Broward County Divorce Law Blog

Interception! Lost your stimulus check to child support?

Could there be a flag on that play?

One way the federal government collects late or defaulted debts like past-due taxes or missed student loan payments that Americans owe the government is by seizing debtors’ federal tax refunds to repay itself, rather than sending out those refunds to the intended taxpayers. This process is an “administrative offset.”

“I just can’t afford it.”

Options available to Florida alimony payors in times of financial uncertainty and unrest 

At this time of personal and economic uncertainty because of the COVID-19 pandemic, Floridians impacted by job loss or income reduction may find themselves unable to pay alimony obligations to ex-spouses. Or, an alimony payor could become unable to work if they suffer illness from the new coronavirus.

“The cold plunge”

What happens when passive investments depreciate in value after a Florida divorce filing 

Sometimes it takes a while to get divorced. While the legal proceeding is open and pending, economic and financial problems in the markets beyond the control of either party can have negative impact on the value of marital assets subject to division between the divorcing spouses. A passive depreciation – meaning that neither party had any control over or effect on market forces – in the value of an asset such as stock or real estate could make a division of marital property unfair if based on the value before the depreciation.

The new coronavirus abroad

What can you do to stop a former spouse from traveling to high-risk places with your children?

At the time of this writing, Florida, the nation and the world are struggling to understand COVID-19 (coronavirus disease 2019), a previously unknown illness that recently originated in Wuhan, China. The World Health Organization (WHO) has declared the new virus a pandemic because of its rapid worldwide spread.

When love packs a punch …

Attorneys fees in domestic violence proceedings 

Florida law allows a person who is the victim of domestic violence or who is in real fear of domestic violence to obtain a court order for protection to prevent the perpetrator from having contact with the victim. The Florida Supreme Court has said that if a person files a petition for a certain type of protective injunction, but the petition is not supported by actual events or facts, the defendant may seek to recover legal fees from the petitioner through the court.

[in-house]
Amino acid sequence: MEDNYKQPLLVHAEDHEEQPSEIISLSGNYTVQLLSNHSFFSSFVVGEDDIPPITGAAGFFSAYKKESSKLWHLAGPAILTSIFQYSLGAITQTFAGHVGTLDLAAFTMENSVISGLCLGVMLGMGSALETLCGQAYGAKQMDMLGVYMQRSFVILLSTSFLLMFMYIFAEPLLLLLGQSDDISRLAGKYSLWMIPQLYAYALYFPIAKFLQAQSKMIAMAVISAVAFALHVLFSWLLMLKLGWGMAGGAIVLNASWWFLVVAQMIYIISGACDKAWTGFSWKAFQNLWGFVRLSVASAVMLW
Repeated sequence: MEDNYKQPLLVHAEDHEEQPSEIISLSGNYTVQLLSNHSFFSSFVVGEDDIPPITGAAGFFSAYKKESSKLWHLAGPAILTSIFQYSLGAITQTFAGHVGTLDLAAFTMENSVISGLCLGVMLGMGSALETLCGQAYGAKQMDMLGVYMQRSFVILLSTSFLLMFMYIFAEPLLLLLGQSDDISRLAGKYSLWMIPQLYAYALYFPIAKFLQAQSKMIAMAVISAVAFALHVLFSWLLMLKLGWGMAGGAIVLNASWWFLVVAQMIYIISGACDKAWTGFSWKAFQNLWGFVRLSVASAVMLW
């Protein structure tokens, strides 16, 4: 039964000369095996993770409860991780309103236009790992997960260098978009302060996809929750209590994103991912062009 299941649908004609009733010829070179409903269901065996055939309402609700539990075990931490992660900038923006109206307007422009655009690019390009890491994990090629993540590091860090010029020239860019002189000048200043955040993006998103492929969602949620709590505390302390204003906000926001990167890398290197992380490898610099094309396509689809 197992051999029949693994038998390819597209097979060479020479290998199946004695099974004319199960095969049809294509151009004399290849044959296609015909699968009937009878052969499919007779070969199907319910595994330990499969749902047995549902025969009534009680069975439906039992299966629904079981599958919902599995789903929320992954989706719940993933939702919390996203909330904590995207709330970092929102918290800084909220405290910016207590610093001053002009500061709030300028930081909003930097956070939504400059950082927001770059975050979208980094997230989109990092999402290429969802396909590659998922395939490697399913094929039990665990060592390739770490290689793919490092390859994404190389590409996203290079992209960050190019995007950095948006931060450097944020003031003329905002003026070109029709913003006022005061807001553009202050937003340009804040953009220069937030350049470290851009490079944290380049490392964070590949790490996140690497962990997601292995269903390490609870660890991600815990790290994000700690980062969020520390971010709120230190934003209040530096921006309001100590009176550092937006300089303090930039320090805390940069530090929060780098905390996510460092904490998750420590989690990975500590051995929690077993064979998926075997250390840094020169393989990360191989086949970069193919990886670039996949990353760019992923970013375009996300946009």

His friends say I should drop it

Third-party communication in domestic violence proceedings

Let’s say you are a Floridian whose partner has been violent toward you, your child or another family member or whose spouse’s actions have been so threatening that you were afraid for your safety. You went to court and got a no contact order that says your partner must stay away from you and not contact you directly – or indirectly through a third party.

Who’s to blame when Cupid misses the mark? Florida no-fault divorce

Its Valentine’s Day once more and while those in successful – or new – relationships will celebrate, people in unhappy marriages – or recently divorced – may wonder what went wrong. Sometimes it is obvious. The couple could not survive infidelity, domestic abuse or the stress of bankruptcy or of serious illness or disability. 

“On the Road Again” – Relocation of military ex-spouses, part 2

When the military relocates a divorced spouse who is a service member away from the other ex-spouse, what happens with the kids?

In our last post, we introduced the Uniform Deployed Parents Custody and Visitation Act (UDPCVA), which the Florida legislature adopted effective July 1, 2018. The UDPCVA provides a legal framework for temporary custody, visitation and parental decision-making authority of children during their divorced parent’s military deployment.

“On the Road Again” – Relocation of military ex-spouses, part 1

When the military relocates a divorced spouse who is a service member away from the other ex-spouse, what happens with the kids?

You can imagine a number of different, potentially difficult situations that could evolve when two ex-spouses have minor children and one is deployed into military service. One day, they are living according to the terms of their divorce regarding custody, parental responsibility and visitation. The next day, they learn that because one of them will be deployed away from home, they will not be able to adhere to the parenting plan that was approved in the divorce – whether one negotiated between them or crafted by the judge – to provide parenting arrangements in the children’s best interests.

  • The Law Office of Daniel E. Forrest represents individuals in Fort Lauderdale in high-asset divorce matters. Daniel Forrest is board-certified family lawyer and mediator serving the South Florida area.
  • The Florida Bar - Board Certified | Marital & Family Law
  • AV(R) Preeminent Martindale-Hubbell(R) Lawyer Ratings
  • Rated By Super Lawyers | Rising Stars Daniel Forrest | SuperLawyers.com
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